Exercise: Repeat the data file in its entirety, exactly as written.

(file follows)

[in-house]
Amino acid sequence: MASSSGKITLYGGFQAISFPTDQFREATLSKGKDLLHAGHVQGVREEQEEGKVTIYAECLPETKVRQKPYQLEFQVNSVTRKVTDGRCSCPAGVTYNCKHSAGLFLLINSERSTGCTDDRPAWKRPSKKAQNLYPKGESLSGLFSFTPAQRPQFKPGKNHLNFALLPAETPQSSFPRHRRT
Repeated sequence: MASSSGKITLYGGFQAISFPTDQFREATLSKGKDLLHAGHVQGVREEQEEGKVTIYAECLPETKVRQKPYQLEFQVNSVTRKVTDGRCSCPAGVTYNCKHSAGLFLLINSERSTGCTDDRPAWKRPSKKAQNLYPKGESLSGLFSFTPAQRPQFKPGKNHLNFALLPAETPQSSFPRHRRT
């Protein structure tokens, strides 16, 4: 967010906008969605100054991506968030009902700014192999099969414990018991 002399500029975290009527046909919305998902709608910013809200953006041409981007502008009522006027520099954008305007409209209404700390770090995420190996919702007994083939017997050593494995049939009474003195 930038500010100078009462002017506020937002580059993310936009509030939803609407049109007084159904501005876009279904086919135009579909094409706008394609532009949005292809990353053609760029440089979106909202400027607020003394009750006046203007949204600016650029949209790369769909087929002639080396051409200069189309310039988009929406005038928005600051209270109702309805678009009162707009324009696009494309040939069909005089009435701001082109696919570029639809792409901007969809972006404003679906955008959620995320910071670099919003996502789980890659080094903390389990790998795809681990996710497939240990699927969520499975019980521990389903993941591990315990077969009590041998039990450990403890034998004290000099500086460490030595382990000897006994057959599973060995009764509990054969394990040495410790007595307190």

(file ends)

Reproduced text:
[in-house]
Amino acid sequence: MASSSGKITLYGGFQAISFPTDQFREATLSKGKDLLHAGHVQGVREEQEEGKVTIYAECLPETKVRQKPYQLEFQVNSVTRKVTDGRCSCPAGVTYNCKHSAGLFLLINSERSTGCTDDRPAWKRPSKKAQNLYPKGESLSGLFSFTPAQRPQFKPGKNHLNFALLPAETPQSSFPRHRRT
Repeated sequence: MASSSGKITLYGGFQAISFPTDQFREATLSKGKDLLHAGHVQGVREEQEEGKVTIYAECLPETKVRQKPYQLEFQVNSVTRKVTDGRCSCPAGVTYNCKHSAGLFLLINSERSTGCTDDRPAWKRPSKKAQNLYPKGESLSGLFSFTPAQRPQFKPGKNHLNFALLPAETPQSSFPRHRRT
């Protein structure tokens, strides 16, 4: 967010906008969605100054991506968030009902700014192999099969414990018991 002399500029975290009527046909919305998902709608910013809200953006041409981007502008009522006027520099954008305007409209209404700390770090995420190996919702007994083939017997050593494995049939009474003195 930038500010100078009462002017506020937002580059993310936009509030939803609407049109007084159904501005876009279904086919135009579909094409706008394609532009949005292809990353053609760029440089979106909202400027607020003394009750006046203007949204600016650029949209790369769909087929002639080396051409200069189309310039988009929406005038928005600051209270109702309805678009009162707009324009696009494309040939069909005089009435701001082109696919570029639809792409901007969809972006404003679906955008959620995320910071670099919003996502789980890659080094903390389990790998795809681990996710497939240990699927969520499975019980521990389903993941591990315990077969009590041998039990450990403890034998004290000099500086460490030595382990000897006994057959599973060995009764509990054969394990040495410790007595307190």